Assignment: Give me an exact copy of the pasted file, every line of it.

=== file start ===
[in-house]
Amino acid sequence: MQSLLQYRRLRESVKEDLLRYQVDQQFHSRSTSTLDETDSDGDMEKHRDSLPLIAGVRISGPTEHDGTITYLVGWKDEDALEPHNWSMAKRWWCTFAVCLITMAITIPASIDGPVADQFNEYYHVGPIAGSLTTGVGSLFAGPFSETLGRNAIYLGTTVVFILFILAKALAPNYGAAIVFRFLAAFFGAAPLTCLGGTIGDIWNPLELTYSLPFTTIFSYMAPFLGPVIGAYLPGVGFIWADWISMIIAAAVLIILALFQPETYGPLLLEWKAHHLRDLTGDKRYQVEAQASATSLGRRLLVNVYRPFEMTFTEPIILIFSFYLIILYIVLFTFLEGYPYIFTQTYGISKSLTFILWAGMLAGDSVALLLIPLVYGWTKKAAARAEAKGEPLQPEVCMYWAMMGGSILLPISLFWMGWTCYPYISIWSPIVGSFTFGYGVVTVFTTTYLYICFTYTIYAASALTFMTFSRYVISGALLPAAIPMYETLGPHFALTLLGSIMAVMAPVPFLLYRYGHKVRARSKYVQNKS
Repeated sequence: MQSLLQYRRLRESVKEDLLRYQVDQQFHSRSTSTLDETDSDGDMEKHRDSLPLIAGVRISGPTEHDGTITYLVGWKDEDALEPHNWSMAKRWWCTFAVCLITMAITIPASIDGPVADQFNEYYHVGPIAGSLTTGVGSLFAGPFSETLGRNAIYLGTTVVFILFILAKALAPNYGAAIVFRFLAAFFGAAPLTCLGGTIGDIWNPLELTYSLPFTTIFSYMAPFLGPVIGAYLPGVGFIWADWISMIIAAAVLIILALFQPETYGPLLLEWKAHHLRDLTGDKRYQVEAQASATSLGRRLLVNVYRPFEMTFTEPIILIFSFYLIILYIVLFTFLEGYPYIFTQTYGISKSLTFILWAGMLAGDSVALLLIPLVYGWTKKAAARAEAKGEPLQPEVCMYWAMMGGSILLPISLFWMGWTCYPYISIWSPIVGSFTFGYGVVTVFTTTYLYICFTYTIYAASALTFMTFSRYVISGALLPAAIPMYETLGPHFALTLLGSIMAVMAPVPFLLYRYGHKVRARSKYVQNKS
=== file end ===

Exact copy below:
[in-house]
Amino acid sequence: MQSLLQYRRLRESVKEDLLRYQVDQQFHSRSTSTLDETDSDGDMEKHRDSLPLIAGVRISGPTEHDGTITYLVGWKDEDALEPHNWSMAKRWWCTFAVCLITMAITIPASIDGPVADQFNEYYHVGPIAGSLTTGVGSLFAGPFSETLGRNAIYLGTTVVFILFILAKALAPNYGAAIVFRFLAAFFGAAPLTCLGGTIGDIWNPLELTYSLPFTTIFSYMAPFLGPVIGAYLPGVGFIWADWISMIIAAAVLIILALFQPETYGPLLLEWKAHHLRDLTGDKRYQVEAQASATSLGRRLLVNVYRPFEMTFTEPIILIFSFYLIILYIVLFTFLEGYPYIFTQTYGISKSLTFILWAGMLAGDSVALLLIPLVYGWTKKAAARAEAKGEPLQPEVCMYWAMMGGSILLPISLFWMGWTCYPYISIWSPIVGSFTFGYGVVTVFTTTYLYICFTYTIYAASALTFMTFSRYVISGALLPAAIPMYETLGPHFALTLLGSIMAVMAPVPFLLYRYGHKVRARSKYVQNKS
Repeated sequence: MQSLLQYRRLRESVKEDLLRYQVDQQFHSRSTSTLDETDSDGDMEKHRDSLPLIAGVRISGPTEHDGTITYLVGWKDEDALEPHNWSMAKRWWCTFAVCLITMAITIPASIDGPVADQFNEYYHVGPIAGSLTTGVGSLFAGPFSETLGRNAIYLGTTVVFILFILAKALAPNYGAAIVFRFLAAFFGAAPLTCLGGTIGDIWNPLELTYSLPFTTIFSYMAPFLGPVIGAYLPGVGFIWADWISMIIAAAVLIILALFQPETYGPLLLEWKAHHLRDLTGDKRYQVEAQASATSLGRRLLVNVYRPFEMTFTEPIILIFSFYLIILYIVLFTFLEGYPYIFTQTYGISKSLTFILWAGMLAGDSVALLLIPLVYGWTKKAAARAEAKGEPLQPEVCMYWAMMGGSILLPISLFWMGWTCYPYISIWSPIVGSFTFGYGVVTVFTTTYLYICFTYTIYAASALTFMTFSRYVISGALLPAAIPMYETLGPHFALTLLGSIMAVMAPVPFLLYRYGHKVRARSKYVQNKS